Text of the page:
The Adderbury Wassail

Andy Turner – vocal, G/D anglo-concertina

December 28, 2017

Week 271 – The Gloucestershire Wassail

Here is to Fillpail and to his left ear
Pray God send our master a happy New Year

I first came across this Wassail song in the Oxford Book of Carols in the 1970s – although, unlike the ‘Somerset Wassail’ it never actually became part of my repertoire. With a slightly different set of words the song was part of the Magpie Lane Christmas set from the very beginning, and we recorded it – with a different singer leading each verse – on our 1995 CD Wassail.

For this recording I’ve gone back to the version in the Oxford Book of Carols. The notes with the song tell us that the tune was collected by Vaughan Williams “from an old person in Gloucestershire”. Actually, it turns out that Vaughan Williams took it down in the inn at Pembridge in Herefordshire, in July or August 1909, from a singer whose name he did not record, but who presumably was a native of Gloucestershire.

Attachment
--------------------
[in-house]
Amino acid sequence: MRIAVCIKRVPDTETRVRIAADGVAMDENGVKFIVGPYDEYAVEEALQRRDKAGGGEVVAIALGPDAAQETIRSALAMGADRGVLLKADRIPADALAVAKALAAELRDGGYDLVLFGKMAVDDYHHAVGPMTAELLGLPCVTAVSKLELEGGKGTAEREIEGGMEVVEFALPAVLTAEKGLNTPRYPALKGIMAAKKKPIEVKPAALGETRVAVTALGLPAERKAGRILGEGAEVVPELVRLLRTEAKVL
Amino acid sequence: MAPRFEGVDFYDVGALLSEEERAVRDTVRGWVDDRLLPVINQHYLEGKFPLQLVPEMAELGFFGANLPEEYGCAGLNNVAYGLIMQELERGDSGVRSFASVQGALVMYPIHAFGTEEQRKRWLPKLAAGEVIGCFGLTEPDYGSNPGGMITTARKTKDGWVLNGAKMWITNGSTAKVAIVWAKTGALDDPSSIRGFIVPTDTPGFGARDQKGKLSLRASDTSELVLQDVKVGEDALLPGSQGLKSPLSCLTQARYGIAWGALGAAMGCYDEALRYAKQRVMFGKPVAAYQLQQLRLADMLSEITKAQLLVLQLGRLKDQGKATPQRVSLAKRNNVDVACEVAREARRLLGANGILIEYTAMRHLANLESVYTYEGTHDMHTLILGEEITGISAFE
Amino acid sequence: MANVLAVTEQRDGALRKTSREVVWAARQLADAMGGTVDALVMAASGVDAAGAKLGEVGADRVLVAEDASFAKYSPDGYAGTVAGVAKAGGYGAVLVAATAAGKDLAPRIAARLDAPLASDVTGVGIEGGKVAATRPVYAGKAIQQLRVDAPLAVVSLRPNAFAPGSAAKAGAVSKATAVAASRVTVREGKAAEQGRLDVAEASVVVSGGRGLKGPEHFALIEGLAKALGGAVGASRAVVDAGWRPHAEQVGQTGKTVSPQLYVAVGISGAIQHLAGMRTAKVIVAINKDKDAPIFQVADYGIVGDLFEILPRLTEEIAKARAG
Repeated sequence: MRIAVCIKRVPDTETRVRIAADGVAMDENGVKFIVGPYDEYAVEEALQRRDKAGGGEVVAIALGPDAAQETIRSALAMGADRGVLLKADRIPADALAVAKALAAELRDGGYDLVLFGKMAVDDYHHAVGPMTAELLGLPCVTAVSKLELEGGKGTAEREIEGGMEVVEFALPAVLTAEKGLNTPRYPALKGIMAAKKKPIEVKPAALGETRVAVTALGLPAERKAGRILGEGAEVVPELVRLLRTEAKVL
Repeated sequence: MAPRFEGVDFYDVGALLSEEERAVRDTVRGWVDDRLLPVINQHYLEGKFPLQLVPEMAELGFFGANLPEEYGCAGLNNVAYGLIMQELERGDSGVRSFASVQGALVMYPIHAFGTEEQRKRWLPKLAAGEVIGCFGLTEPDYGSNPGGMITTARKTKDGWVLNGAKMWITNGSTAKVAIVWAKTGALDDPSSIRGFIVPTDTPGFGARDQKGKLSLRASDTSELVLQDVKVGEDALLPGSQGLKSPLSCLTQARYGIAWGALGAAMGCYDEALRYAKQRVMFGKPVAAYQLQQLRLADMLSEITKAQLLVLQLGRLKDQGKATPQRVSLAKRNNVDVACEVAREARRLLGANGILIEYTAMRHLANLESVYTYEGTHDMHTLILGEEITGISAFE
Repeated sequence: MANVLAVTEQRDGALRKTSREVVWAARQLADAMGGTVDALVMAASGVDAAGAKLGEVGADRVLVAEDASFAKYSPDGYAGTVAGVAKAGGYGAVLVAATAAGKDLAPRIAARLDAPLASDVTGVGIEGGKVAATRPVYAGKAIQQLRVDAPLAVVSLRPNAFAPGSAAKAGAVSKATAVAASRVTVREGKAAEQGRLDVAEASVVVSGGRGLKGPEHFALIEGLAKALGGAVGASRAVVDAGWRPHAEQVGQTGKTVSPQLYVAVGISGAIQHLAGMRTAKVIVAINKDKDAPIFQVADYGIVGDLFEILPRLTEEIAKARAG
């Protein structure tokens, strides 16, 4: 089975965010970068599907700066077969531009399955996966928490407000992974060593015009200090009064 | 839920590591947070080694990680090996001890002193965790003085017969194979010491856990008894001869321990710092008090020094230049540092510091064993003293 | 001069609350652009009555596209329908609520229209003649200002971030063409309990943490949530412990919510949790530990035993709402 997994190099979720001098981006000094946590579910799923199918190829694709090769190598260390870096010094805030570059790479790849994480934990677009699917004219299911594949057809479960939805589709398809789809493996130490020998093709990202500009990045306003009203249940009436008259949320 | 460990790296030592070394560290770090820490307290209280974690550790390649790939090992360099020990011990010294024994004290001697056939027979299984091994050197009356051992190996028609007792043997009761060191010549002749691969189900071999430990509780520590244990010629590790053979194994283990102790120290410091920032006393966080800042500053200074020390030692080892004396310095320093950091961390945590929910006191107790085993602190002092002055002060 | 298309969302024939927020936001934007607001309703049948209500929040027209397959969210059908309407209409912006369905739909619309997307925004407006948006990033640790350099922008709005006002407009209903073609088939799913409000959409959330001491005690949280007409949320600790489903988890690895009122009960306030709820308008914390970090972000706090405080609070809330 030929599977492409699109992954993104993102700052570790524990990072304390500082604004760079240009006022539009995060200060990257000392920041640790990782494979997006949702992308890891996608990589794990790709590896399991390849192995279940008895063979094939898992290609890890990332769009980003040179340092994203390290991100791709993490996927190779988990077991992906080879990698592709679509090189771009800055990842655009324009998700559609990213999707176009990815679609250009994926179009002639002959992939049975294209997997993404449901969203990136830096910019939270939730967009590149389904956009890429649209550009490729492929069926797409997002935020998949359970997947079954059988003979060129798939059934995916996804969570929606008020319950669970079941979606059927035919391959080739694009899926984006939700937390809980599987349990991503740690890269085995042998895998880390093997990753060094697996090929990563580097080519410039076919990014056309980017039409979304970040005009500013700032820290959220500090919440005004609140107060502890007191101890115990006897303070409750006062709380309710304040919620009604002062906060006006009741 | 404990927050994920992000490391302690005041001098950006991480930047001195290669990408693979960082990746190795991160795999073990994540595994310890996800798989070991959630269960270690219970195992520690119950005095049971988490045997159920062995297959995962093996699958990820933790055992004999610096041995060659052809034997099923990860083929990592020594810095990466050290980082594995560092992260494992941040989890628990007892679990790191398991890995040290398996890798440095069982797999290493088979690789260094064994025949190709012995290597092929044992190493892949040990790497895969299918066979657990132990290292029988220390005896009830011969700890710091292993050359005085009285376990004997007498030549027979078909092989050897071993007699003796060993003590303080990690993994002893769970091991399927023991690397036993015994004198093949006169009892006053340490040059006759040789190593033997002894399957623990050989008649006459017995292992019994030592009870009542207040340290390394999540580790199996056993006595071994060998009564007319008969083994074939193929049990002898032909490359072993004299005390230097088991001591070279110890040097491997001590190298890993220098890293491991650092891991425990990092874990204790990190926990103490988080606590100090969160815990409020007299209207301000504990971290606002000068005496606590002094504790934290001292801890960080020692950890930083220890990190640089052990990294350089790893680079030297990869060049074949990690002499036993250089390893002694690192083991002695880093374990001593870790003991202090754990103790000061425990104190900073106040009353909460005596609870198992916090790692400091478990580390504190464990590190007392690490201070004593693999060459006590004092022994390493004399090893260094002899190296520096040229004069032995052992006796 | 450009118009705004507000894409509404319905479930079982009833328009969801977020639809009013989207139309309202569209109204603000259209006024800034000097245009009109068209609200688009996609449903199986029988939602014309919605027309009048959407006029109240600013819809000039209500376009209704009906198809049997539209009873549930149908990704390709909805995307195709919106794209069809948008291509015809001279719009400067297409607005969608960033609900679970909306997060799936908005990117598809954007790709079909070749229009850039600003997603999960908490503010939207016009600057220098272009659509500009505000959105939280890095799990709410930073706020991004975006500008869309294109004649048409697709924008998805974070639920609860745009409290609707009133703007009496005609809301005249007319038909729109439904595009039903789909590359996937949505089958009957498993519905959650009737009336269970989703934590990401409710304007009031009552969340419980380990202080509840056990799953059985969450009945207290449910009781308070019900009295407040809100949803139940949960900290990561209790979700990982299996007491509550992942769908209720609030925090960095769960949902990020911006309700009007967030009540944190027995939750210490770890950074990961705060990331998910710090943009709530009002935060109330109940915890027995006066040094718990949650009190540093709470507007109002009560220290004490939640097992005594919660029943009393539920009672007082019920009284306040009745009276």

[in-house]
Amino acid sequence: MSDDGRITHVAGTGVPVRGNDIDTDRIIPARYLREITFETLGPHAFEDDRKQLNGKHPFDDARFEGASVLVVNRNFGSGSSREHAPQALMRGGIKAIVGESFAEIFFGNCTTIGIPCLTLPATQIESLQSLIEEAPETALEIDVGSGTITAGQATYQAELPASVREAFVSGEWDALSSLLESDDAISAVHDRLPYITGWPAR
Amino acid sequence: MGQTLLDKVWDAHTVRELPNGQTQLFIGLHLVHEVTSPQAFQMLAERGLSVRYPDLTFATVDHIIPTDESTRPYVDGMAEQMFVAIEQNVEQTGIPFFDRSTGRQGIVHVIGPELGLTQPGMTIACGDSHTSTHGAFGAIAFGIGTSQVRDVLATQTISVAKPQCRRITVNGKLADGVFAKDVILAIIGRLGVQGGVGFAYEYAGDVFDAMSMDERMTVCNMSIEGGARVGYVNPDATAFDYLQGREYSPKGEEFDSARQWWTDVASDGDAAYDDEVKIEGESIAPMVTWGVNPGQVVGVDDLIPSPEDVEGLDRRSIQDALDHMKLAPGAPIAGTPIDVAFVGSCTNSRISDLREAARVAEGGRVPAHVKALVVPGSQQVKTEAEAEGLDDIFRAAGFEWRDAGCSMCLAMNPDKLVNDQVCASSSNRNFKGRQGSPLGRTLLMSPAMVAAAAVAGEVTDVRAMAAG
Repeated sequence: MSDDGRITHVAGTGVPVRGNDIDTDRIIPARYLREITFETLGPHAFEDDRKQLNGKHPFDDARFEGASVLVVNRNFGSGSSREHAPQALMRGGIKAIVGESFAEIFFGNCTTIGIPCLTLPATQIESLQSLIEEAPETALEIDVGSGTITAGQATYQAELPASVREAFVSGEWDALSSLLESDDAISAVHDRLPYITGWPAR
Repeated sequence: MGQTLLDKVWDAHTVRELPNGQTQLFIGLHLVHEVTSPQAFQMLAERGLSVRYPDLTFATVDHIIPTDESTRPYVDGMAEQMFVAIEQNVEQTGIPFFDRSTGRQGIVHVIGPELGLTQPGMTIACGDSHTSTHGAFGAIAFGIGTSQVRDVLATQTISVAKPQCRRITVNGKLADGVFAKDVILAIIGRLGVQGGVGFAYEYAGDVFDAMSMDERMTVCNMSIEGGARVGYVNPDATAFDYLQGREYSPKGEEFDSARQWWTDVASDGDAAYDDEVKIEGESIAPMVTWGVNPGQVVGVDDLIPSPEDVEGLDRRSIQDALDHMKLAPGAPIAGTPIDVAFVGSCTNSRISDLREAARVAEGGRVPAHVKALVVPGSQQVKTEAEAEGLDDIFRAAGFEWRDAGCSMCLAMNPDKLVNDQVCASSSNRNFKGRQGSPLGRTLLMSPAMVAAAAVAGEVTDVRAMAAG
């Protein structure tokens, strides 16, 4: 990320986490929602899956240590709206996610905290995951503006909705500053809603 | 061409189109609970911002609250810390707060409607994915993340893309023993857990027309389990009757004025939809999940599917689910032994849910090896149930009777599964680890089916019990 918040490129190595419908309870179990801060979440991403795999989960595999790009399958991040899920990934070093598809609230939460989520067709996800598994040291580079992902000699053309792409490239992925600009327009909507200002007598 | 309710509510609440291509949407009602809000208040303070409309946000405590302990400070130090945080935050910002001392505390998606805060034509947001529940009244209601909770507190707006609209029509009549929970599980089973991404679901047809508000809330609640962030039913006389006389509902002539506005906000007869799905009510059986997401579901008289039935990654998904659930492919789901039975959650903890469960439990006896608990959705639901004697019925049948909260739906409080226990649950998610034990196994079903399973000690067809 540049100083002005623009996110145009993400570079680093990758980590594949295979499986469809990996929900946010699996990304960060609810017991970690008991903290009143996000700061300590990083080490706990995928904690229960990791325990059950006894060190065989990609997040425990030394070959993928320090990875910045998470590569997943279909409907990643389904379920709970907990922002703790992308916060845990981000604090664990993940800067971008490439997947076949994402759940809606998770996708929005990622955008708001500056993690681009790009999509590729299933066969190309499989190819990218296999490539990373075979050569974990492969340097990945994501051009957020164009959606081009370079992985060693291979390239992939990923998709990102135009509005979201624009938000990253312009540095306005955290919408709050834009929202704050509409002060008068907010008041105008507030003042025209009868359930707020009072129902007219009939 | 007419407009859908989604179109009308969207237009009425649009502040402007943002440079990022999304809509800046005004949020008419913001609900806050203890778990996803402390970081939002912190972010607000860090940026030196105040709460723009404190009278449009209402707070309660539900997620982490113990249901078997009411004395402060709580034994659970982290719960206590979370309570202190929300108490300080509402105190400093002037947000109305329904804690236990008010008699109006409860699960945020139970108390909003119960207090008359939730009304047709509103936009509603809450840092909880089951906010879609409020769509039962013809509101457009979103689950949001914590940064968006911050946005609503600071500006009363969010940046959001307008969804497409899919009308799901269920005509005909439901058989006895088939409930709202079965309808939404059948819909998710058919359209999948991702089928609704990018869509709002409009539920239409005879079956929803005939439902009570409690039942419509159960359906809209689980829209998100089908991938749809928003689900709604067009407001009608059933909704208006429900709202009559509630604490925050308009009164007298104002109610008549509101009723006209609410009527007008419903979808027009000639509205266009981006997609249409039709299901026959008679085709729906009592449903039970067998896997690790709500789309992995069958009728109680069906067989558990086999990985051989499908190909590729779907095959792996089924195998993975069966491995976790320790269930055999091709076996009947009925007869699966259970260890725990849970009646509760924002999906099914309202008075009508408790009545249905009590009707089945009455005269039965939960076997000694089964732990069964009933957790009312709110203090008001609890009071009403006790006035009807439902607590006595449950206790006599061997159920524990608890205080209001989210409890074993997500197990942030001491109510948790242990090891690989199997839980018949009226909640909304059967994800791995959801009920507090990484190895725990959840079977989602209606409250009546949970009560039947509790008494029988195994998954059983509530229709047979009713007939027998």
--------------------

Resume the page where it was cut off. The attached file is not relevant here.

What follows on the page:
The words printed in the book were collated from other versions collected by Cecil Sharp and Vaughan Williams in Gloucestershire – from William Bayliss of Buckland and Isaac Bennett of Little Sodbury – as well as nineteenth century printed sources. Magpie Lane’s words are closer to those originally collected by RVW at the inn in Pembridge.

You can find several other Wassail songs collected in Gloucestershire on Gwilym Davies’ GlosTrad site; and can read much more about this song, and the tradition which it accompanied, on the Gloucestershire Christmas website.

Tetbury Wassailers in about 1930. Photo by James Madison Carpenter, copyright the American Folklife Center, Library of Congress. From http://www.gloschristmas.com

Tetbury Wassailers in about 1930. Photo by James Madison Carpenter, copyright the American Folklife Center, Library of Congress. From http://www.gloschristmas.com

 

Waes Hael!

 

The Gloucestershire Wassail

Andy Turner – vocal, G/D anglo-concertina